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Established tech companies like Facebook may be losing their cool factor for today’s youngsters, but apparently the same isn’t true for Apple.
According to a new Piper Jaffray survey, young people are more loyal to Apple than ever — with the number of American teens using iPhones rising from 48% last year, to 61% in 2014.
These current figures double the percentage from two years back. Furthermore, 61% expect iPhones to be their next smartphones.
It’s not just iPhones, either. Asked about tablets, 66% of owners claim the iPad to be their preferred choice.
The survey was conducted among 7,500 young people aged 16, with the majority from households with $55,000 income. Its results suggest that even among the fickle teenaged population, Apple is still a brand name to be reckoned with.
While Apple topped “electronics” category as the favorite brand, Nike came first in the “apparel” category.
Given his position in both companies, maybe teens are just massive Tim Cook fans these days.
Apple purchased indoor GPS firm WifiSLAM last March
While most mobile devices rely on GPS for mapping and navigation, the system only works outdoors and in range of satellite timing signals. However, new technology from Apple could extend accurate positioning indoors without need for additional hardware aside from existing Wi-Fi infrastructure.
A patent granted to Apple by the U.S. Patent and Trademark Office on Tuesday describes a robust system that combines GPS, Wi-Fi access points and onboard location databases to provide mobile devices accurate positioning data in nearly any environment.
According to Apple's U.S. Patent No. 8,700,060 for "Determining a location of a mobile device using a location database," the method employs location estimation through the successful communication with one or multiple Wi-Fi access points.
By calculating a number of factors, including access point filtering, hardware communication range and so-called "presence areas," a mobile device can narrow down its position on a map with relative precision. This includes products without GPS receivers.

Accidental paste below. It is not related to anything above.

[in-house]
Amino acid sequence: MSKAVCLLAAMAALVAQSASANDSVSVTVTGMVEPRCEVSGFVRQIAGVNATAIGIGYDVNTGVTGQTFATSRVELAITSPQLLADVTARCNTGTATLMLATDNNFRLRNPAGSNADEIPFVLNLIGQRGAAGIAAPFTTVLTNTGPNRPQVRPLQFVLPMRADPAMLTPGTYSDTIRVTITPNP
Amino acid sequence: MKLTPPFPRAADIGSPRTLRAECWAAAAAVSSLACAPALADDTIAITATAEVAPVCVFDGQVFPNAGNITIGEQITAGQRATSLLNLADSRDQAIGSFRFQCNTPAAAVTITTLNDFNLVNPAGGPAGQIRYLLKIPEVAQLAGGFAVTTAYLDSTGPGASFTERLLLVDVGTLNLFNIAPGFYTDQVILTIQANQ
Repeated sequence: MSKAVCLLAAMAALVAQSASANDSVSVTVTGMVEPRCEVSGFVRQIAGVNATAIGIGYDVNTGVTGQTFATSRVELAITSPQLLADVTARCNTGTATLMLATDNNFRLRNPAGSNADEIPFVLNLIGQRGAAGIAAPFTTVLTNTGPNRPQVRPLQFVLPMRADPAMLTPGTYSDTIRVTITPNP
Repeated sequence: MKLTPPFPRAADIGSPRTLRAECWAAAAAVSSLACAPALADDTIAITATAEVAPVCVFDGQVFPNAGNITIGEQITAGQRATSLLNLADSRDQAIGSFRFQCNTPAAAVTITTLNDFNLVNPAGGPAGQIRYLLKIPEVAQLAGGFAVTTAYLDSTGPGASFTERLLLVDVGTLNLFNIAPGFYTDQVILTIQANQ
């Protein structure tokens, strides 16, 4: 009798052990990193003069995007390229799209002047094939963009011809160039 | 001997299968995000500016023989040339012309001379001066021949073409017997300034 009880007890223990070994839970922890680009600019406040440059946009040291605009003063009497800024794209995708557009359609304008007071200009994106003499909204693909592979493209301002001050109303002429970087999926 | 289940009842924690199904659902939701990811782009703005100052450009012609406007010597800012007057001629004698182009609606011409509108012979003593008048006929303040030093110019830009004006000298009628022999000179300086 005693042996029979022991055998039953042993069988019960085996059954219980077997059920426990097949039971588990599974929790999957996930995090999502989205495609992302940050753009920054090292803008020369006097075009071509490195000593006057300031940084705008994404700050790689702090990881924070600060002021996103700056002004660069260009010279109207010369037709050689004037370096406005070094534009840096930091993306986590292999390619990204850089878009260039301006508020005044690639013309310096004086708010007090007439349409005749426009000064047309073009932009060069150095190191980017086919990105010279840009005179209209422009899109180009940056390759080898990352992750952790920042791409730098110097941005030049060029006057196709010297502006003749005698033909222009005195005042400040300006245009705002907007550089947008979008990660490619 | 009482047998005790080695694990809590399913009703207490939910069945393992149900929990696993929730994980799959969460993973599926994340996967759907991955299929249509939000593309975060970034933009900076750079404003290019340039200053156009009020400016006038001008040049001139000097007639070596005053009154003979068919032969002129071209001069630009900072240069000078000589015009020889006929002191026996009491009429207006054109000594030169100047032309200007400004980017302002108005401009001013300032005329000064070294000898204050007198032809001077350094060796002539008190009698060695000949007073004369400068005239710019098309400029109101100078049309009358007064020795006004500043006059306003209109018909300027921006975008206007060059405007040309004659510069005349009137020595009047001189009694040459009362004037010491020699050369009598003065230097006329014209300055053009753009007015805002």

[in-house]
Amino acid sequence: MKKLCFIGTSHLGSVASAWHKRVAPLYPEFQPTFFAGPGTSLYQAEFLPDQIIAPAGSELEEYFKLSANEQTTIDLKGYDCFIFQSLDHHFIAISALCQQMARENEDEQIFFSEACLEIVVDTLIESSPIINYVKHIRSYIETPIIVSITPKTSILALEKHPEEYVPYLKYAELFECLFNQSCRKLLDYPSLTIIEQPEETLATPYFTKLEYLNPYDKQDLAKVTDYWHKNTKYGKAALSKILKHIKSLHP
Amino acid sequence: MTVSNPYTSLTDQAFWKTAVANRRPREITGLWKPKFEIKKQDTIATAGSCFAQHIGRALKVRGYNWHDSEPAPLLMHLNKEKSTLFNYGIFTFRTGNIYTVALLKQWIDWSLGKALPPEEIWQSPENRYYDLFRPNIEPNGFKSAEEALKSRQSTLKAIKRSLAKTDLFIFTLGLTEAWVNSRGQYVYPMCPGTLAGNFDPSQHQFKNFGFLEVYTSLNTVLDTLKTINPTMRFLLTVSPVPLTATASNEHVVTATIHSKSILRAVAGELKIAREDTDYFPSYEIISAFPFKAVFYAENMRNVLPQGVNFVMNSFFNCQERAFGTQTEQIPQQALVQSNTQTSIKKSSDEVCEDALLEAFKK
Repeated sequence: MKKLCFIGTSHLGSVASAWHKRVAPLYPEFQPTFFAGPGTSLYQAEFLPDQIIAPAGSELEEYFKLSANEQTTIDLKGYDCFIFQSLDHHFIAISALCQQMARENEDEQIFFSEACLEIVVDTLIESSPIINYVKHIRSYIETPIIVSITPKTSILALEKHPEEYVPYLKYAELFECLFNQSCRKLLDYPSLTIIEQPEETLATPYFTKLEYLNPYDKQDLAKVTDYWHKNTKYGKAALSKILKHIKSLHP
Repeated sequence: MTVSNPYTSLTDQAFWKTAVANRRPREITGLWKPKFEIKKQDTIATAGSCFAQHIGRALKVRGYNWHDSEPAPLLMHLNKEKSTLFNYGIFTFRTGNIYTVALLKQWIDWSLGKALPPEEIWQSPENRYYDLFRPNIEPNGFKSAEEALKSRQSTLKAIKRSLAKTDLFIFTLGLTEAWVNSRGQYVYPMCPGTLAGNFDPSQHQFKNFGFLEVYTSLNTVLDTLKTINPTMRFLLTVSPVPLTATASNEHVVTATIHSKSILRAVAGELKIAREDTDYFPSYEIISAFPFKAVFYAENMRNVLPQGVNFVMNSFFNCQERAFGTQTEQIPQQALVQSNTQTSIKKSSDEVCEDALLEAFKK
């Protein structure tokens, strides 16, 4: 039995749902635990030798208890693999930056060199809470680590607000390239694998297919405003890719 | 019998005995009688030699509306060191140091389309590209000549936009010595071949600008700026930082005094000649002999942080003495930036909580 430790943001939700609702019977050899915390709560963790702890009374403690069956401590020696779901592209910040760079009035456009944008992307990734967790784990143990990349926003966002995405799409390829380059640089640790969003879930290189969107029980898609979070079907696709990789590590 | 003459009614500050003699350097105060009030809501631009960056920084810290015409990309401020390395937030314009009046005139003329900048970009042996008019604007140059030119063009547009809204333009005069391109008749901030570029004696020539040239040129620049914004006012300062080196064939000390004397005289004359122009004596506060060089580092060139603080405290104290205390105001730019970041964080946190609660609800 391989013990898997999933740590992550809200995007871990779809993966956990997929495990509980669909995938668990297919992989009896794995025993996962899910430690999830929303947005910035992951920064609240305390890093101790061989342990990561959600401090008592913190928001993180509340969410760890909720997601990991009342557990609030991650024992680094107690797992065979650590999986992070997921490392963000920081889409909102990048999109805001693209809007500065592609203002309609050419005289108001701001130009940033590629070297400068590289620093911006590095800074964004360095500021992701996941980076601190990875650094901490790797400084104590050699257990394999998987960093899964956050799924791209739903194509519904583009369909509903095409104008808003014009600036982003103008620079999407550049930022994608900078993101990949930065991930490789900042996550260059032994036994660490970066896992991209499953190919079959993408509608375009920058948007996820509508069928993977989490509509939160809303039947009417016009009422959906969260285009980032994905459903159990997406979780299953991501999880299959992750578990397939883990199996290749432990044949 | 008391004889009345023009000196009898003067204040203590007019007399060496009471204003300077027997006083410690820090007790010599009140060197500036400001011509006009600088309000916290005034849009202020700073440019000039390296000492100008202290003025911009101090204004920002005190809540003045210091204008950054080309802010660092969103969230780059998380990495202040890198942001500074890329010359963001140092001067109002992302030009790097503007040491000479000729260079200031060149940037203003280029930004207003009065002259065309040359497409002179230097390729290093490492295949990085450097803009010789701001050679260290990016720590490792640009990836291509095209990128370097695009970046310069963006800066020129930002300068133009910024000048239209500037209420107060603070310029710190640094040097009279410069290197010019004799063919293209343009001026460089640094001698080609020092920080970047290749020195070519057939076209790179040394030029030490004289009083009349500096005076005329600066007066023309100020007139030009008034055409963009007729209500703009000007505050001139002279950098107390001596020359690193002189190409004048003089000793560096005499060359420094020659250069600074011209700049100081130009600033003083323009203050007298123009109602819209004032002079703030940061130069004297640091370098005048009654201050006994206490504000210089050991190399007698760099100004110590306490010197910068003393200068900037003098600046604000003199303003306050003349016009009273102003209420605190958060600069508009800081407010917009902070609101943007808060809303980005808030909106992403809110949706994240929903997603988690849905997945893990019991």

One of the first steps in Apple's patent calls for a location-aware device or devices (with GPS capabilities) to transmit their position to a first Wi-Fi access point, which in turn relays the information to a server-based location system. From this data, the system can then estimate the approximate location, or "presence areas," of other devices within the communication range of the access point.
To calculate these presence areas, the system may use any number of analyses including an averaging of geographic locations based on location-aware mobile devices, signal strength of a given access point and surrounding building architecture, among other variables. Presence areas may be selected in a multi-pass process by filtering out potentials based on "popularity, stability, longevity, and freshness."
Loaded with data, the system can plot out connected mobile devices in cells on a geographic grid. Each cell acts as a container for presence areas and corresponding access points. As seen in the image above, location-aware devices are represented as black triangles that are within or nearby presence areas denoted by circles.
One way a mobile device can calculate its location is by detecting multiple presence areas and averaging distance from those close by, while discarding data from "outliers" farthest away from a given
Everyone knows Apple is incredibly profitable, but did you know that the top-earning tech company brings in more money than Hewlett-Packard, Google, Intel and Cisco combined?
That’s according to the San Jose Mercury News’ newly published Silicon Valley 150 list, which ranks 75 tech companies using data from Bloomberg and U.S. Securities and Exchange Commission filings.